Psychoanalysis has a useful theory of the subject at the centre of which is the Unconscious.
Let’s start with the „unholy trinity“: the Real, the Imaginary and the Symbolic, as Lacan called this. Lacan derived it from the Freudian topology of Id-Ego-Superego. It is a model for dimensions of our psyche and I will use the Mirror Stage to exemplify it.
The Real is not reality (whatever that is). You could think of the Kantian Thing here. It is defined as that which always returns in the same place but it can never be accessed directly, it will always be mediated through the other orders.
Think of a baby. Of course, the baby is not in the naked Real, this is impossible, alone due to the fact that our sensory organs are already filters that sample “reality” mediated through the brain (i.e. we experience objects differently if we listen to them rather than look at them). Freud already noticed the fact that the cortex and the skin are derived from the same embryonic germ layer. The fact that the Unconscious plays an important role in perception is illustrated by the concept of the drives. The drive (Trieb) is „a concept on the frontier between the mental and the somatic, as the psychical representative of the stimuli originating from within the organism and reaching the mind, as a measure of the demand made upon the mind for work in consequence of its connection with the body“ (Freud, 1915). We see that even the basic “instincts” are not natural (or real) for a human being, they are represented as something mentally (that is, we can never break out of Plato’s cave).
So we think of the baby as having no clear distinction of inner and outer, this is also called primary narcissism because everything is experienced as related. Cold may feel similar to hunger or the absence of the mother before the mirror stage. We could say there is a continuous consciousness without symbolisation of the objects – there is no object since there is no self. The baby lacks the important structure of the ego, of the self which gets introduced when it becomes able to recognise itself in the mirror (usually between the age of 6-18 months). It can be a literal mirror or a metaphorical- other reflections, including people, work the same.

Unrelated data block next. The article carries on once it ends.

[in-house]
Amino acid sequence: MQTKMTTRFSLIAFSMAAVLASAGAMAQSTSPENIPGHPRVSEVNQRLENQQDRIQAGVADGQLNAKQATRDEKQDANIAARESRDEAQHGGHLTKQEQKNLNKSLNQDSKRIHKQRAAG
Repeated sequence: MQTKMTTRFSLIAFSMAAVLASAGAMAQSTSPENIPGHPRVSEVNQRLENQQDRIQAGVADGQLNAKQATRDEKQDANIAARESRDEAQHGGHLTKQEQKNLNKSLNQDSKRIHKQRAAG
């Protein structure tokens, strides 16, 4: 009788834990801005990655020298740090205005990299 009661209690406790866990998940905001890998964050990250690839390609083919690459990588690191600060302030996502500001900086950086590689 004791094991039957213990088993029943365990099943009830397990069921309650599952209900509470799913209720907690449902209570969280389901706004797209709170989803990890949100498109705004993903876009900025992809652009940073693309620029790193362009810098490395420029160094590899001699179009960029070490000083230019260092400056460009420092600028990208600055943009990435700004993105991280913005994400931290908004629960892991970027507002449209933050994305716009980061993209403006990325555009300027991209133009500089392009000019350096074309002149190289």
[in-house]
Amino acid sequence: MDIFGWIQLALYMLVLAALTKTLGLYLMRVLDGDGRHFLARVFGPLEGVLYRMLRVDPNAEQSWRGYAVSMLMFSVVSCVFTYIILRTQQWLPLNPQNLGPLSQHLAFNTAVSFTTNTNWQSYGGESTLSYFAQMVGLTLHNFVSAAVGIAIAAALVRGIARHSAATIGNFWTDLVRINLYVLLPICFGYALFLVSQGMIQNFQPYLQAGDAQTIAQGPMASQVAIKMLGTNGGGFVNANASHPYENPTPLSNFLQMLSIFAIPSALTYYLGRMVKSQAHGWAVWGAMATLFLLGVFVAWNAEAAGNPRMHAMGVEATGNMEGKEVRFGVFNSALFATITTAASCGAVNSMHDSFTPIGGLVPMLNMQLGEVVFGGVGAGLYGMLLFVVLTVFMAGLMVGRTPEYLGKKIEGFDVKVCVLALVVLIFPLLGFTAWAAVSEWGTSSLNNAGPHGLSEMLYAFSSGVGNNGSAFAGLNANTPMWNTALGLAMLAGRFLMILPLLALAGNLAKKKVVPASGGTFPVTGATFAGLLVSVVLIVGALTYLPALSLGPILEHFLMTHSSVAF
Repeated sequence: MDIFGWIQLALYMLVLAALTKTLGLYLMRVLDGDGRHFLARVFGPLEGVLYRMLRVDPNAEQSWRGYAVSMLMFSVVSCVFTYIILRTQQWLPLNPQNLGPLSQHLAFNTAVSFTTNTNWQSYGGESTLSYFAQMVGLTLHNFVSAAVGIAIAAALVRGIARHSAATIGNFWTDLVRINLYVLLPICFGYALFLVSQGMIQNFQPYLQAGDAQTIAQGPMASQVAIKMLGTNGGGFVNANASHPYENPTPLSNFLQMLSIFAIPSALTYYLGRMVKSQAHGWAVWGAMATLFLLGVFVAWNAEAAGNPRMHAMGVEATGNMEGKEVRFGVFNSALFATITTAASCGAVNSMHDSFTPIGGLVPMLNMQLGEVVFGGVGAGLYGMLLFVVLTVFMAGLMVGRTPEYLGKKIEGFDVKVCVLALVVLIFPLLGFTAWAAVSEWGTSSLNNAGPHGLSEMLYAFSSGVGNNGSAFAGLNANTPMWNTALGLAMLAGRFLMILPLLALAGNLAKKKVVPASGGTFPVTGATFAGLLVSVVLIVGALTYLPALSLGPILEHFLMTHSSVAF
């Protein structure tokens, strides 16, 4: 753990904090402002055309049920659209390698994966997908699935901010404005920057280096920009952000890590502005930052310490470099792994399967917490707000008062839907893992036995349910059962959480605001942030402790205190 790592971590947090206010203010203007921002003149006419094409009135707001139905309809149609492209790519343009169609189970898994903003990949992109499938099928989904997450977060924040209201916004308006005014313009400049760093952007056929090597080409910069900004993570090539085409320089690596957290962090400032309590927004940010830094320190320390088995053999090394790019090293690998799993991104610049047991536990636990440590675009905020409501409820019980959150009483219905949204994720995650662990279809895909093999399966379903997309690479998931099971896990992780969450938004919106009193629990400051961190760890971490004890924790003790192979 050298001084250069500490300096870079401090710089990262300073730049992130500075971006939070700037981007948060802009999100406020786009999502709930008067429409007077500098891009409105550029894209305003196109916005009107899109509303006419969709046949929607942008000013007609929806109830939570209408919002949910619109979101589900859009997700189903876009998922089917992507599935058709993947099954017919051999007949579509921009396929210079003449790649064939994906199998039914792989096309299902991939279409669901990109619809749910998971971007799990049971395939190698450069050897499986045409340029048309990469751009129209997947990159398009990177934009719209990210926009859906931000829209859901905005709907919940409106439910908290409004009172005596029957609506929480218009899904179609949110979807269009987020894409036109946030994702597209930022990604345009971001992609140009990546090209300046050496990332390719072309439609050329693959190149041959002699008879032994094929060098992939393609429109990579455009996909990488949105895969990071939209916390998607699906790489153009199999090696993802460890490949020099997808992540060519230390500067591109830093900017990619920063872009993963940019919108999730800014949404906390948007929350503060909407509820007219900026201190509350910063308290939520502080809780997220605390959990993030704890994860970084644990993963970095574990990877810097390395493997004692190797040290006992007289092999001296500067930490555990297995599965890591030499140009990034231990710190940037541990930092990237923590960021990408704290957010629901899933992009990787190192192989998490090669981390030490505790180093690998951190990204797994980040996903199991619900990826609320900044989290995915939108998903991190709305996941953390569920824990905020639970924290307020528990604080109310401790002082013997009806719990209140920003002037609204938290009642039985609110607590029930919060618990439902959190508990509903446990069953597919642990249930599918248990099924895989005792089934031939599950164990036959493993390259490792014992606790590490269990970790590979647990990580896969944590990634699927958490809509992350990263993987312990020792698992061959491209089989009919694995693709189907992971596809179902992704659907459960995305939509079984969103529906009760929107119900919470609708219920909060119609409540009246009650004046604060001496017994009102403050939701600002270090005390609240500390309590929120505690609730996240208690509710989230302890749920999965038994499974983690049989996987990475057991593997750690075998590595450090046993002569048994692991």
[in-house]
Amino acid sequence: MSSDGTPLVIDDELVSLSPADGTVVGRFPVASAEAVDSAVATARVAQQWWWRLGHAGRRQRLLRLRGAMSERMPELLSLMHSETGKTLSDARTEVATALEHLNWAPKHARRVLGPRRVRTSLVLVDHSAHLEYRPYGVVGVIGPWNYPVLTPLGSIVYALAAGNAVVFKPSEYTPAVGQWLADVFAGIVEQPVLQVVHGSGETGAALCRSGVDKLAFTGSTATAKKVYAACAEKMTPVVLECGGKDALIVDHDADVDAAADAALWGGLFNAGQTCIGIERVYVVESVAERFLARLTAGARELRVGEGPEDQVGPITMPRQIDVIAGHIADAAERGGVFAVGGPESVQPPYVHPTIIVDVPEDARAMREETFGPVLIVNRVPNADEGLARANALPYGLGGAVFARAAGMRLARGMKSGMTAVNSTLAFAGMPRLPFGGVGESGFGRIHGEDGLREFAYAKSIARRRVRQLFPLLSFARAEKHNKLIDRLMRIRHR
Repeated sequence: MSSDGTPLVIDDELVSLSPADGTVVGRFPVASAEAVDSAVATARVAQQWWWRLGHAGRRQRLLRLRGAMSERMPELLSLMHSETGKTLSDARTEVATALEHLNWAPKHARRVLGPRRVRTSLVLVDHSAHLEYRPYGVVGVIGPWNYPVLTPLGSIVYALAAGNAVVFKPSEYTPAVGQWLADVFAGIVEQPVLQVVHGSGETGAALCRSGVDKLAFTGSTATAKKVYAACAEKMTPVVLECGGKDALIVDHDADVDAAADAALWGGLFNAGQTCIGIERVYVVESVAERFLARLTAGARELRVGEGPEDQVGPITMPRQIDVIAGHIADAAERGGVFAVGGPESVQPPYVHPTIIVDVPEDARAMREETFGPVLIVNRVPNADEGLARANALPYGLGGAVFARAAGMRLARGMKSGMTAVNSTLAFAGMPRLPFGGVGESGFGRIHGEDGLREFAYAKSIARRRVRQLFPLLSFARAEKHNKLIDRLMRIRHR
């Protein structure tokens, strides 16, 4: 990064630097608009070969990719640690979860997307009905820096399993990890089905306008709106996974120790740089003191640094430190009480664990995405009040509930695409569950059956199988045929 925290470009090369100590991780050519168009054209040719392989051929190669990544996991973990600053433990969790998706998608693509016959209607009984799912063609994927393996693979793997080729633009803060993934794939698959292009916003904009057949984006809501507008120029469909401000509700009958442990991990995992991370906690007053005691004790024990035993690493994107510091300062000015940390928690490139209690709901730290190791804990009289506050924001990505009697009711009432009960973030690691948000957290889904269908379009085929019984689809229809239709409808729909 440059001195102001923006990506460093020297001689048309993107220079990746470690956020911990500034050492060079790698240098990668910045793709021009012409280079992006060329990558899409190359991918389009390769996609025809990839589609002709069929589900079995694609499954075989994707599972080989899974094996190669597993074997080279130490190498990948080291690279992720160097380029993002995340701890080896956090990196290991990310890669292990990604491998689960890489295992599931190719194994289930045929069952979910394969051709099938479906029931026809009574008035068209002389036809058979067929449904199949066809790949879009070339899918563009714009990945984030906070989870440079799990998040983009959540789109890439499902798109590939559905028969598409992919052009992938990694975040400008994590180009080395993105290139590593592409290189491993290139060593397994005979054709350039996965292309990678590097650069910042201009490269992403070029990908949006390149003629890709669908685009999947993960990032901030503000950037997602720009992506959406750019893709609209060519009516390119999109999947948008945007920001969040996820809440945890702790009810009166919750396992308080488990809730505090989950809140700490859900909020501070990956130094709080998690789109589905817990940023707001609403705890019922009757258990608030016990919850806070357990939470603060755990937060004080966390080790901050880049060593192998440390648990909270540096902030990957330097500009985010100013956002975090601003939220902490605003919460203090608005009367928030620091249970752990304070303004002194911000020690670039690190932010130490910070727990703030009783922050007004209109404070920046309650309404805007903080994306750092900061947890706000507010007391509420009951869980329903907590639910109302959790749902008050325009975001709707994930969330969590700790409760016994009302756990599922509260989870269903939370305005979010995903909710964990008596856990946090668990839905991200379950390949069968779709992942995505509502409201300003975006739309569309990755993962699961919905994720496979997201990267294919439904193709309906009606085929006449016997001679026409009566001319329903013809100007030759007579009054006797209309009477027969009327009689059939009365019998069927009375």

What do we see in the mirror? An image we identify with. The Imaginary. The body is imaginary as are all our identifications. It is an image, a representation of the self- it is perfectly whole and has boundaries and it is an object of this world next to other objects.
An image comes with a sound or a word that represents it. „That’s you!“ they say for example or „Anna Freudenthaler“. This is the Symbolic dimension. My name places me in the symbolic order, my first name has a history, my last name already puts me in relation to psychoanalysis. There is no meaning in this dimension (what I make of my name is up to me), it is an interrelation of sounds that relate to each other according to a set of grammatical rules). The Symbolic order is language, but also any other kind of law- taboos, norms, etc all those things that were there before I was born and before my parents were born. This is where the society comes into the psyche. Due to this „third person perspective“ Lacan introduces the Other, this is the “outside point of view”.
So now we have these dimensions and different representations of ourselves and what it results in is alienation. The subject comes to being through otherness, as Hegel already noticed. Human beings always lack something because we speak and the lack constitutes our desire to find something – we will go into this a little bit later.
One more example: I say, „This is beautiful“ but I cannot convey beautiful as I am feeling it. This is why the Symbolic is designated with „absence“. Yet we will understand each other, especially because of the Imaginary that kicks in and gives me images of beautiful things, which of course can be fraudulent because I can never know if we have the same images.